Karl du Fresne on the left’s unwillingness to confront evil

Karl du Fresne calls out the left over their?unwillingness to confront evil.

It’s hard to think of a more challenging conundrum than the one posed by the Islamic State of Iraq and Syria (Isis).

Labour leader Andrew Little was right last week to describe Isis as evil. It’s a word seldom heard these days because it implies a moral judgment, and moral judgments are unfashionable. But “evil” is the only way to describe men who coldly behead their captives, and then amp up the shock factor by burning one alive.

There is an element of gleeful sadism in their barbarism. Last week they pushed a gay man from the top of a tall building – reportedly the fourth such execution for homosexuality.

As with their other atrocities, they posted pictures and video online, a gesture that was part boast, part taunt. In doing so, they were saying to the world: “Look what we’re capable of. There is no limit to what we will do.

“Norms of civilised behaviour don’t apply to us. In fact we hold the civilised world in contempt. You know, and we know, that you are too weak and divided to stop us.”

And these were merely the more flamboyant examples of Isis’ depravity – the ones calculated to get our attention and fill us with fear, horror and anger.

Almost unnoticed in the background, Isis is proceeding with its grand plan to establish an Islamic caliphate, which means systematically slaughtering or enslaving anyone who stands in its way. No-one, then, can dispute that Isis is evil. The conundrum is what the rest of the world should do about it.

I wish there was a pat answer, but Isis presents a unique challenge because it stands apart from all norms of combat or diplomacy.

It has no regard for human lives, including its own members. It acknowledges no rules, it has no interest in negotiation and its adherents – who seem to include a significant number of thugs with criminal records – are said to be happy to die for their cause because it will ensure entry into paradise. How do you fight such an enemy?

Yet doing nothing is not an option. Either we believe civilised values are worth defending and that vulnerable people deserve protection from mass murderers, or we don’t. And if we do, we can’t just whistle nonchalantly while looking the other way and pretending it isn’t happening.

Strong word in the parliament and some ranty comments on television won;t help those being enslaved by ISIS terrorists. Nor will platitudes like seeking discourse or suggesting we need to reason with their neighbouring countries and those funding terrorism. The left’s solutions are quaint…yet Chamberlain-esque in their design. Appeasement has never worked, ever.

The West has lost its appetite for combat because of failures in Iraq and Afghanistan. Isis is counting on America and its allies having no stomach for a fight, and so far it has been proved right. The military response has been half-hearted.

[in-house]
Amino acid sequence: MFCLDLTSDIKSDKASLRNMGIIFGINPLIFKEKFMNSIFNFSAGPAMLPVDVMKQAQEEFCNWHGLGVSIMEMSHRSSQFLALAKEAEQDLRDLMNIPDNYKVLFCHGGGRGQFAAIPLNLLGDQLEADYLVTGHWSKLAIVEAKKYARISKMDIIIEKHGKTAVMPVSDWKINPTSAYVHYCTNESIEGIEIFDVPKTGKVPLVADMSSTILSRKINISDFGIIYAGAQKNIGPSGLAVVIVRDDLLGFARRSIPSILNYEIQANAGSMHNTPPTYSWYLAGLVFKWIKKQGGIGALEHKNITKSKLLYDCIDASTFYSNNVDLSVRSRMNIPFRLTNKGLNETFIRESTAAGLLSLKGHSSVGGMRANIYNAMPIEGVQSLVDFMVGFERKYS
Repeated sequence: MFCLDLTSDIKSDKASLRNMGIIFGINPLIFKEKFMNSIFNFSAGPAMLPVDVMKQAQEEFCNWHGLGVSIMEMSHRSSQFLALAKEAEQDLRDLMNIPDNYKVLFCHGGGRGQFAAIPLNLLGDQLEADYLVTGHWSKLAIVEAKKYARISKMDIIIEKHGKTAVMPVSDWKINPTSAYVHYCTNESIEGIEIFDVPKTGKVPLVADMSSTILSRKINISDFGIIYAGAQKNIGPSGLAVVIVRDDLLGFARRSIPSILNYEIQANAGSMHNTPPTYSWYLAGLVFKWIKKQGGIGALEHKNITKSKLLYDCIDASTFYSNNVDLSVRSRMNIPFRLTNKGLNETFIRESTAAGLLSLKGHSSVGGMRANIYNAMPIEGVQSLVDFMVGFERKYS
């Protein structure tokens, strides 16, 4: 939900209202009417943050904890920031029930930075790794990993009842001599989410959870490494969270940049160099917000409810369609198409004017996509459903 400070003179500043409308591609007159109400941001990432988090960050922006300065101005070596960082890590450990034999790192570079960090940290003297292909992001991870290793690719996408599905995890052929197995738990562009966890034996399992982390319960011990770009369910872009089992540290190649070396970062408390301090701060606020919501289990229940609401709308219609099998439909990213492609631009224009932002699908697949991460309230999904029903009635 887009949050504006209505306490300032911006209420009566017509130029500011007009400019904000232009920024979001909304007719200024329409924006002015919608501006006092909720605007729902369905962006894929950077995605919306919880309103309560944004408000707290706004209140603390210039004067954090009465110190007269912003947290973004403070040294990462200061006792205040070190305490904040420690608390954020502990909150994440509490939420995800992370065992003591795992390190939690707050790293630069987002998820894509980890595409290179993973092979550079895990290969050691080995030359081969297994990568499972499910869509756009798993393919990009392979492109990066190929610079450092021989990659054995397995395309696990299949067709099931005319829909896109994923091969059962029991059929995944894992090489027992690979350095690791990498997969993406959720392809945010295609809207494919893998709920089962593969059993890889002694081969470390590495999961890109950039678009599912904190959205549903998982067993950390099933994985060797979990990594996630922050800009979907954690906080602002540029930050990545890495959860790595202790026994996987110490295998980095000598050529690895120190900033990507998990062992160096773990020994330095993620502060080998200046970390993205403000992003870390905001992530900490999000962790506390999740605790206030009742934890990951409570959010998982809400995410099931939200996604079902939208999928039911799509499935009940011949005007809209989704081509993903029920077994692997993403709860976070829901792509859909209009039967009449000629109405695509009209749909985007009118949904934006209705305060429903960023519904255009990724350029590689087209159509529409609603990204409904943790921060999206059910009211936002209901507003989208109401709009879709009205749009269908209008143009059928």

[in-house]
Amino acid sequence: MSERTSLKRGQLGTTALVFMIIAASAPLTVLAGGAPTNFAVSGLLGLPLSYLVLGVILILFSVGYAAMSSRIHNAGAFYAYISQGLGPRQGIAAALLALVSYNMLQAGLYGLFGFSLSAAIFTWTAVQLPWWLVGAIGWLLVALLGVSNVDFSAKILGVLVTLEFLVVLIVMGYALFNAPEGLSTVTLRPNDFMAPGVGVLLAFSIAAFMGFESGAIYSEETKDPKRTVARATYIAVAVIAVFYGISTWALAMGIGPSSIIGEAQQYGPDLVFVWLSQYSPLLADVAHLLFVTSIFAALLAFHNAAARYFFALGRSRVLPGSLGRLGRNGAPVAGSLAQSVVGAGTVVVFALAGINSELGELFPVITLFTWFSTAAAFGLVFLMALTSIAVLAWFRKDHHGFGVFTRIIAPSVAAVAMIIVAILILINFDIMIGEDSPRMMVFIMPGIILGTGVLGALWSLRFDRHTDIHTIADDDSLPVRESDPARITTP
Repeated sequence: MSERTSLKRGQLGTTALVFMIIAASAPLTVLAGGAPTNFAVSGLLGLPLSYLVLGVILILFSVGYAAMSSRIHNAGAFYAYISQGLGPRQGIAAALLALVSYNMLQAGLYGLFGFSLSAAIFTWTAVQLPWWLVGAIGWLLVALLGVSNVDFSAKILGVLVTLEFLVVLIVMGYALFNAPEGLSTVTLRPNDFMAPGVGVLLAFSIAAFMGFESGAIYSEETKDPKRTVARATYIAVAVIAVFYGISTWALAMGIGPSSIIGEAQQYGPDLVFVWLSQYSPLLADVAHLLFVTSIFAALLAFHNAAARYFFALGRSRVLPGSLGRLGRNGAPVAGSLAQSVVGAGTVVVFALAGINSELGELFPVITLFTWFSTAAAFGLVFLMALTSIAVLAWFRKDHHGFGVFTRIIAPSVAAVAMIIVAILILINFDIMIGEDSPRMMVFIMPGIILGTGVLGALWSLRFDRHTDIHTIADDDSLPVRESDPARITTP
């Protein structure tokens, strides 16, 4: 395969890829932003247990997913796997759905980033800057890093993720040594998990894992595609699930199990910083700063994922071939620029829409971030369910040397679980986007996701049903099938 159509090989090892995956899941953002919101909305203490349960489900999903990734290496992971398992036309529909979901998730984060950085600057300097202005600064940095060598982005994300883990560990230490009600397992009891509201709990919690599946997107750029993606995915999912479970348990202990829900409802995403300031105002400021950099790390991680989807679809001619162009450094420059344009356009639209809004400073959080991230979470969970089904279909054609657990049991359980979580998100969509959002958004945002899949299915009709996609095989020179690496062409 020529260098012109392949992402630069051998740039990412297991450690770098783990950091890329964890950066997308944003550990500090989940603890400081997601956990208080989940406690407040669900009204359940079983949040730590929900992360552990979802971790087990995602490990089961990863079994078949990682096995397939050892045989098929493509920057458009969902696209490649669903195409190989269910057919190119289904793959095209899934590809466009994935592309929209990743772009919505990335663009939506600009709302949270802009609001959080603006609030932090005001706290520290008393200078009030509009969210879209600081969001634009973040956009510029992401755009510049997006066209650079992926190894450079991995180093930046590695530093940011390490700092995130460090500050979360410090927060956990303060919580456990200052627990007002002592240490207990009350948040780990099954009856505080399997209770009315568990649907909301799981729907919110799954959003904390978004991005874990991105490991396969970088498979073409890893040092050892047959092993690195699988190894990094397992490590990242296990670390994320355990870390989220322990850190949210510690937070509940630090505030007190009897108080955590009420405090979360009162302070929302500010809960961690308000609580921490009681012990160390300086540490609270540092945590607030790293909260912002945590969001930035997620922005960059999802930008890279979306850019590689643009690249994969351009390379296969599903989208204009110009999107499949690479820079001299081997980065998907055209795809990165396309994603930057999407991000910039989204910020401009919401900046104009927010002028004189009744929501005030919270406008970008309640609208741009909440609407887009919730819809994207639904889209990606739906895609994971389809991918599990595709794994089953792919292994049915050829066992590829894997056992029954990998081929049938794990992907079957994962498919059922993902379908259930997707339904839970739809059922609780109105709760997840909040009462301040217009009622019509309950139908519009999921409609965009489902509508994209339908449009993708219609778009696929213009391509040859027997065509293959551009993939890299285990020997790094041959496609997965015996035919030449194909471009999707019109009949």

In effect, Isis is testing the moral resolve of the civilised world. I just hope we won’t fail the test as we did in in Rwanda and Srebrenica.

This is not like the wars in Iraq and Afghanistan, where the objectives were hazy (or in the case of Iraq, tragically misconceived). Isis is not some shadowy terrorist entity; it’s a functioning army, operating in plain sight.

That doesn’t make it easy to defeat, but neither is it an excuse to do nothing.

Unfortunately Andrew Little, while condemning Isis as evil, doesn’t think it’s our business to stop them.

It’s interesting that where Isis is concerned, the Left sharply deviates from its tradition of siding with the weak and vulnerable.

The Islamic State, it insists, is not our problem, no matter how many innocents die.

I suspect the Left is unable to see past its antipathy towards America and can’t bring itself to support any initiative in which America plays a leading role. Its ideological blinkers blind it to the fact that on this occasion, America is on the side of the angels.

Most reprehensible of all is the craven argument that we should avoid antagonising Isis for fear that some deranged jihadist will strike at us in revenge.

That’s moral cowardice of the lowest order.

Prime Minister John Key is right to highlight the inconsistency in the Left’s stance, and I applaud him for saying that New Zealand will not look the other way.

It’s rare for Key to commit himself so emphatically, and commendable for him to do so on one of the pressing moral issues of our time.

We should hold him to it.

Andrew Little clearly hasn’t looked at the history of the Labour party, to a time where their leaders weren’t so timid.

It was after all a Labour Prime Minister, Michael Joseph Savage who led us into World War Two, to help stop a great evil that was plaguing a far away land. Labour nor this country shirked our responsibilities back then to confront and defeat evil. Peter Fraser was also a wartime Prime Minister after Savage died and likewise a Labour Prime Minister.

Little also forgets it was Helen Clark that committed troops to Iraq and Afghanistan to again confront the evils of Saddam Hussein, a man who gasses whole villages and persecuted minorities, and the Taliban and their particular form of Islamic evil.

Labour used to be principled, now they just look like apologists for Islamic terrorism.

 

– Fairfax

 

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